"I got stationed at Richardson last year, but I heard about you! Fighting in Germany!"
John waved the thought away, "That's not important. What's our plan right now?"
Jake nodded, "You can tell me all about it later. I'm just glad we have a seasoned veteran here." He brought the lieutenant over to the map, "You see here, the Glenn Highway Bridge, we're sending the armor we have to this point." He indicated the northern side of the crossing, "They'll provide a guard detail while the 25th Infantry division plants charges along the bridge's supports. We'll destroy it which will give us enough time to retreat to Fairbanks."
"Fairbanks?" John asked, "Fairbanks is a horrible place to defend, it's in the middle of a plain! The Russians won't even need to attack the city; they'll just shells from where we can't see them."
Jake pulled the lieutenant aside, and quietly said to him, "I know, I know."
"Then why don't we head to Delta Junction and make for Whitehorse in Canada?"
""That's what I said we should do, but the Pentagon isn't too eager in losing the final frontier," the colonel sighed, "Remember, Alaska is a major producer of our oil. We need it."
"So, Washington expects us to defend an undefendable position?" John said in protest.
"Yes, for now. The President has contacted the Canadians and they're supposed to send some people our way. The first to arrive would be the 1 CMBG group from CFB Edmonton," He patted John on the back, "What about that plan, eh?"
He sighed, "Well, it should give us enough firepower to fight back; it's just the waiting that'll be a pain."
"You got that right."
As the darkness began to creep in, the few tanks that they had and the 25th infantry began to make their way to the Glenn Highway Bridge. And despite constant pleas not to go, Anderson decided to accompany the soldiers he met in Anchorage. The road was still and quiet, Anderson sat in the passenger seat of an HMMWV with his G36 cradled in his lap.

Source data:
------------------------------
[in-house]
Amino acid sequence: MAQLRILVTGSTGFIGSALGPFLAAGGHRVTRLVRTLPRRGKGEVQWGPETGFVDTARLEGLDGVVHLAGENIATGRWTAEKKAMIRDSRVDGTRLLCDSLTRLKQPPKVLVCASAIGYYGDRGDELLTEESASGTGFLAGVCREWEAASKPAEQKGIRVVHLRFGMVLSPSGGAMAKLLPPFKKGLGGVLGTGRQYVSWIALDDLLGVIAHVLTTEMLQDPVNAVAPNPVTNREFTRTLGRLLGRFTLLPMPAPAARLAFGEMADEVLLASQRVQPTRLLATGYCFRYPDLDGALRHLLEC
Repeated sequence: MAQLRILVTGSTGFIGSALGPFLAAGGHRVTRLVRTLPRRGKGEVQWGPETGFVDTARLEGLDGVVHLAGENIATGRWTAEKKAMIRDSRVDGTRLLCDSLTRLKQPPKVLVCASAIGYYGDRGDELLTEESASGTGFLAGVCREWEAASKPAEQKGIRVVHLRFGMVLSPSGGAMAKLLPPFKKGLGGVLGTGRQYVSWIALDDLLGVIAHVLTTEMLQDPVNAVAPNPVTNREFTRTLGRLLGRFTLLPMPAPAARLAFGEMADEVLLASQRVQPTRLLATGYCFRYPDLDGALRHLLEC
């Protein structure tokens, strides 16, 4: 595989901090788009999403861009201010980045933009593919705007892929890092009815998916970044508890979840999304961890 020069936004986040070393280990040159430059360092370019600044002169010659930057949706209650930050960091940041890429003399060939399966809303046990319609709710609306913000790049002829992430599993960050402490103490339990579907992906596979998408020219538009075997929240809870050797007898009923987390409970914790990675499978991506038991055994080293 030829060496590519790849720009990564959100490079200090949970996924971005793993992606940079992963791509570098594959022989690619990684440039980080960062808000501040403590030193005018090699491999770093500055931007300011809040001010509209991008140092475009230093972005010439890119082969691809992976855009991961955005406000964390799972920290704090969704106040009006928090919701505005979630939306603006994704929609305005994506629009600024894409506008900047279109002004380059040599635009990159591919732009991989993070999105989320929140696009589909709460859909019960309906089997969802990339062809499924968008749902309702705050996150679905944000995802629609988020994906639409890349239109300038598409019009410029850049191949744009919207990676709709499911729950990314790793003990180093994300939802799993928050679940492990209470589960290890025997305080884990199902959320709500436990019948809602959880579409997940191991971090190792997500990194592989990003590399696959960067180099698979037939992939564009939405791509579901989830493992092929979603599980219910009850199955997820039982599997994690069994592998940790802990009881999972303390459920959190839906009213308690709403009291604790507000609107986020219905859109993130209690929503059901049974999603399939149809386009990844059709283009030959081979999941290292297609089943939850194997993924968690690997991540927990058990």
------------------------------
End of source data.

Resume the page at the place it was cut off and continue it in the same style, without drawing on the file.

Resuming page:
The stars were bright and it was a full moon. If it wasn't war time, Anderson would have said it was beautiful.
Surprisingly, according to a RC-135 recon plane from Eielson AFB, the Russians had stopped their pursuit at Eklutna where they had set up camp for the night.
A line of M60 Pattons and M1 Abrams tanks fortified the northern shore of the Matanuska and Knik River crossing. A dozen HMMWVs made their merry way down the bridge. Some broke away from the main group as they stopped to set their charges.
It was eerily quiet, it was discomforting. As Anderson's Humvee, the last one to place its charges at the farthest end of the bridge, stopped to prime their C4; they came under attack by Russian armor. It was a scouting party of PT-76 light tanks and BMP-2 IFVs.
Shells and high-caliber rounds screamed passed the small vehicle and Anderson yelled out loud, "Turn us around! Move!"
The car reversed and made a hard turn around to make a shot for the safe side. As craters popped around them, the U.S. armor on the other side of the crossing returned fire. A series of distant explosions perforated the southern shore. Several Soviet vehicles were destroyed.
The Russians took their fire away from the retreating HMMWV to focus on the threat across the river. The armored car twisted and weaved, chasing explosions gambling that the gunners would not fire in the same spot twice.
The night was alive with noise and bright muzzle flashes lit up the shores as U.S. and Russian forces dueled across the river.
The Americans had the advantage. Their superior armor soon had the Reds on the run.
Anderson let out a relaxed sigh. As he got out of the Humvee, he heard "Fire in the hole!" and the bridge was no more, going up in a series of large explosions.
Conner ran up to him from a nearby M60 Patton, "Sir, our plane reports that the Russians in Eklutna are on the move. We need to pull back or we'll outnumbered."
The lieutenant nodded, "Let's pack up and head out!"
With the bridge successfully destroyed, it gave the scattered U.S. defenders some breathing room. And when Anderson arrived back, they made the decision to make the long run to Fairbanks.
Leaving Wasilla took some time and the convoy was moving at a slow and steady pace. Far too slow and it was discomforting Anderson. If they didn't move faster, the Russians would be on their tail in no time...
Talkeetna was still about one hundred miles away, and at the pace they were going, it would take hours.
Anderson quietly remembered the saying 'Home field advantage.'
In their case. They had a home field disadavantage...